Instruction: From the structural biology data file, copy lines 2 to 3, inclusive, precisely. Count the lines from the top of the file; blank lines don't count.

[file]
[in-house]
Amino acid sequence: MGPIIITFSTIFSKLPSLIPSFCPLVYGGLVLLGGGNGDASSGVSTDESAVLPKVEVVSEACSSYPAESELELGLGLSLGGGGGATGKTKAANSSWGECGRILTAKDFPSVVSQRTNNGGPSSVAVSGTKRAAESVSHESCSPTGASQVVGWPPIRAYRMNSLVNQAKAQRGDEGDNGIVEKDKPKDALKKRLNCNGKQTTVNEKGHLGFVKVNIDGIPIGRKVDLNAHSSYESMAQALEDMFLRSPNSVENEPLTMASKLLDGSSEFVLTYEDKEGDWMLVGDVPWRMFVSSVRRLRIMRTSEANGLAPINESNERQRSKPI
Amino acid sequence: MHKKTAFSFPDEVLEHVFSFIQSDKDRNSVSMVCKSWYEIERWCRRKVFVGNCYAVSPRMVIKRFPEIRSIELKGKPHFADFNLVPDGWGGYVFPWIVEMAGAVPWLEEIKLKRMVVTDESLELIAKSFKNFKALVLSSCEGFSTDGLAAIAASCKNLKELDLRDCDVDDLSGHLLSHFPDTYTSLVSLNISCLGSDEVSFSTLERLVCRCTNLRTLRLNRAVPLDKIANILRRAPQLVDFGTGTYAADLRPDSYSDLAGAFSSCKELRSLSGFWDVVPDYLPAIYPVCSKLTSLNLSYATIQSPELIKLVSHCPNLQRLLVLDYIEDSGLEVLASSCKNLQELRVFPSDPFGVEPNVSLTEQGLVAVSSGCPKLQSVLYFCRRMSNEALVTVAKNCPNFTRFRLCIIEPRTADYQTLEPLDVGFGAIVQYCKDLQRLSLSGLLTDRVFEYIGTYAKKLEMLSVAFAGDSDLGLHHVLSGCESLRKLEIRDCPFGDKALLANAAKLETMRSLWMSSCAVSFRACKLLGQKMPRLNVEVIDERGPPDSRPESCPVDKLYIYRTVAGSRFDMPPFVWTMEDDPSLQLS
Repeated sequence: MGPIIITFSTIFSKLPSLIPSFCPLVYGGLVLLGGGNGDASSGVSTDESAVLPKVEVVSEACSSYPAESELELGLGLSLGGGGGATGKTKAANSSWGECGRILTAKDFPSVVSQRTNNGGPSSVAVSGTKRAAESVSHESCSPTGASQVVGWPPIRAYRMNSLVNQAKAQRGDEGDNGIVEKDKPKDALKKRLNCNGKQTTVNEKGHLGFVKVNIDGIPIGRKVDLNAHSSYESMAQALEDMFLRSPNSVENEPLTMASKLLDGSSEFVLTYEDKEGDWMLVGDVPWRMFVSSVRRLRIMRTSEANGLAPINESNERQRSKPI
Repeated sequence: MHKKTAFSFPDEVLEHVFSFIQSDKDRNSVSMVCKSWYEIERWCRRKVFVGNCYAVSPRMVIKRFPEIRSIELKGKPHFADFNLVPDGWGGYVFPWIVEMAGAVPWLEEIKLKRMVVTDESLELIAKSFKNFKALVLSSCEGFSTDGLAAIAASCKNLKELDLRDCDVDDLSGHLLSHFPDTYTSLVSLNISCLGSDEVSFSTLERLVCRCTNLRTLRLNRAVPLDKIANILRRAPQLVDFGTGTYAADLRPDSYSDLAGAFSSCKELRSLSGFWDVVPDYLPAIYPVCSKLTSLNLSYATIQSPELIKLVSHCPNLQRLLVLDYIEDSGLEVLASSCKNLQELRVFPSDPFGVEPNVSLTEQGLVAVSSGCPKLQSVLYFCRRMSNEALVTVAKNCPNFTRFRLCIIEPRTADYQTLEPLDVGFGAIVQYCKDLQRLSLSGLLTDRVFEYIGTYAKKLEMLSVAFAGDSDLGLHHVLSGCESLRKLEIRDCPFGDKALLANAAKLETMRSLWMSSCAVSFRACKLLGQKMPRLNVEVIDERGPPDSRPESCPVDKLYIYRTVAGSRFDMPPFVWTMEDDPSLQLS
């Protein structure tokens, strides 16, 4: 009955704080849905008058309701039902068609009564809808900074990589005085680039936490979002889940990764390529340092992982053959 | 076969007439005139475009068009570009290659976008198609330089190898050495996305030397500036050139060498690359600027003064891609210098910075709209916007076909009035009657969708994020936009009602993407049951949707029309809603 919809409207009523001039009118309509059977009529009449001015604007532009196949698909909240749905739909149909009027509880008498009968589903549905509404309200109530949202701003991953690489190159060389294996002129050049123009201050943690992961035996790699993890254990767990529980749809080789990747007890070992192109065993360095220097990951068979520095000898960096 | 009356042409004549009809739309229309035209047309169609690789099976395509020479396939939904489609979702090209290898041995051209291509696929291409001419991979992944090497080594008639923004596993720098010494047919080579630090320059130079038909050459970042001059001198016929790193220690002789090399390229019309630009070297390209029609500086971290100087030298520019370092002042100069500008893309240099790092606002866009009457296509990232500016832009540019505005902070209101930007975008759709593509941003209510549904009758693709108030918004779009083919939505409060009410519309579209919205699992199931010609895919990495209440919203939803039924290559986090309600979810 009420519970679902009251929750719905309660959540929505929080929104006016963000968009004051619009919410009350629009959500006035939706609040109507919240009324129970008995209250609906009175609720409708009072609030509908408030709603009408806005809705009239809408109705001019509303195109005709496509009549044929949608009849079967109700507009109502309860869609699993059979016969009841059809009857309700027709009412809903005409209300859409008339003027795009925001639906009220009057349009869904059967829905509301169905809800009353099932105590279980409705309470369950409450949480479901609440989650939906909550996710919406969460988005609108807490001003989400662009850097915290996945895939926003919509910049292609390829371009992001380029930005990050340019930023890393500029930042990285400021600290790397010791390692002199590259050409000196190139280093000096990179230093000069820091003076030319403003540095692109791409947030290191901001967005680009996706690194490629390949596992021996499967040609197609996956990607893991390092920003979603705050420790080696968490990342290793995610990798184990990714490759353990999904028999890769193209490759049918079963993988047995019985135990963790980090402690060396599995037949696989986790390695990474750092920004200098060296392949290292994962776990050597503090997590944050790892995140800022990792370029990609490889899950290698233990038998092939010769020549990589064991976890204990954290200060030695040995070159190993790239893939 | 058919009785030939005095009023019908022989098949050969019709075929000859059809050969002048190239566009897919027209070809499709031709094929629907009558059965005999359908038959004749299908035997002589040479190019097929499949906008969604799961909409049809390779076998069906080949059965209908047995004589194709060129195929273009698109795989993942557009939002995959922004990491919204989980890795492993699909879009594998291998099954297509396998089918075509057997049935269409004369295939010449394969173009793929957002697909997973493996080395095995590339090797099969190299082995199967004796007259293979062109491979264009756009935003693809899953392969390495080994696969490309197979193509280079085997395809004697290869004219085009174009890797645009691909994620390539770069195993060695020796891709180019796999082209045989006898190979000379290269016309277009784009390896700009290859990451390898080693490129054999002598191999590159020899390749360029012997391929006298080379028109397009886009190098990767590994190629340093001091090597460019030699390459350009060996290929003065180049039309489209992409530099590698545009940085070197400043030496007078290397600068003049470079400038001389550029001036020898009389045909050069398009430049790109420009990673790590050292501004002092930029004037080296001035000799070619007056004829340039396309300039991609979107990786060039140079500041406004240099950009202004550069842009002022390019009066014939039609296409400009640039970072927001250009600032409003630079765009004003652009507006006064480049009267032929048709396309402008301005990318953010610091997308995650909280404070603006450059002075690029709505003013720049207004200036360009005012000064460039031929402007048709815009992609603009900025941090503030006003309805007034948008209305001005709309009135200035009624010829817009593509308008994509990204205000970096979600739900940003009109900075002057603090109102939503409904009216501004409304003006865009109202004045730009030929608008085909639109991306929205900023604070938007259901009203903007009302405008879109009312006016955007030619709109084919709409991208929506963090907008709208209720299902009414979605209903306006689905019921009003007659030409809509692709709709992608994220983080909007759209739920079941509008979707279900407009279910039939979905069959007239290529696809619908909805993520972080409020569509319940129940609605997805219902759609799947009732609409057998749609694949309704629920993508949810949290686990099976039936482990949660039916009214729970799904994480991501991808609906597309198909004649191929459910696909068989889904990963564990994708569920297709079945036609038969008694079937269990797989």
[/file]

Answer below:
Amino acid sequence: MGPIIITFSTIFSKLPSLIPSFCPLVYGGLVLLGGGNGDASSGVSTDESAVLPKVEVVSEACSSYPAESELELGLGLSLGGGGGATGKTKAANSSWGECGRILTAKDFPSVVSQRTNNGGPSSVAVSGTKRAAESVSHESCSPTGASQVVGWPPIRAYRMNSLVNQAKAQRGDEGDNGIVEKDKPKDALKKRLNCNGKQTTVNEKGHLGFVKVNIDGIPIGRKVDLNAHSSYESMAQALEDMFLRSPNSVENEPLTMASKLLDGSSEFVLTYEDKEGDWMLVGDVPWRMFVSSVRRLRIMRTSEANGLAPINESNERQRSKPI
Amino acid sequence: MHKKTAFSFPDEVLEHVFSFIQSDKDRNSVSMVCKSWYEIERWCRRKVFVGNCYAVSPRMVIKRFPEIRSIELKGKPHFADFNLVPDGWGGYVFPWIVEMAGAVPWLEEIKLKRMVVTDESLELIAKSFKNFKALVLSSCEGFSTDGLAAIAASCKNLKELDLRDCDVDDLSGHLLSHFPDTYTSLVSLNISCLGSDEVSFSTLERLVCRCTNLRTLRLNRAVPLDKIANILRRAPQLVDFGTGTYAADLRPDSYSDLAGAFSSCKELRSLSGFWDVVPDYLPAIYPVCSKLTSLNLSYATIQSPELIKLVSHCPNLQRLLVLDYIEDSGLEVLASSCKNLQELRVFPSDPFGVEPNVSLTEQGLVAVSSGCPKLQSVLYFCRRMSNEALVTVAKNCPNFTRFRLCIIEPRTADYQTLEPLDVGFGAIVQYCKDLQRLSLSGLLTDRVFEYIGTYAKKLEMLSVAFAGDSDLGLHHVLSGCESLRKLEIRDCPFGDKALLANAAKLETMRSLWMSSCAVSFRACKLLGQKMPRLNVEVIDERGPPDSRPESCPVDKLYIYRTVAGSRFDMPPFVWTMEDDPSLQLS